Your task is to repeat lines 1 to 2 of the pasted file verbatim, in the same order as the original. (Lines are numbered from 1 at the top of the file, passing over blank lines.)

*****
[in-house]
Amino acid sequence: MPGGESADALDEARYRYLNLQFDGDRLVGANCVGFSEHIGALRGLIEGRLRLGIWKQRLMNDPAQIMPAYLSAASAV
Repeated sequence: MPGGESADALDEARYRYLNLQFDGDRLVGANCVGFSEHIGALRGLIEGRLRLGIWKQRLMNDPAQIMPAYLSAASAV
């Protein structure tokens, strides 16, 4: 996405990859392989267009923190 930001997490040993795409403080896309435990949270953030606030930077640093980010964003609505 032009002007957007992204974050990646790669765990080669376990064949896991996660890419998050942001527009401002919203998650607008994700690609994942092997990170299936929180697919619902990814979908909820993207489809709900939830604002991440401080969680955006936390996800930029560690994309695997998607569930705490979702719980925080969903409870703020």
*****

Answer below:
[in-house]
Amino acid sequence: MPGGESADALDEARYRYLNLQFDGDRLVGANCVGFSEHIGALRGLIEGRLRLGIWKQRLMNDPAQIMPAYLSAASAV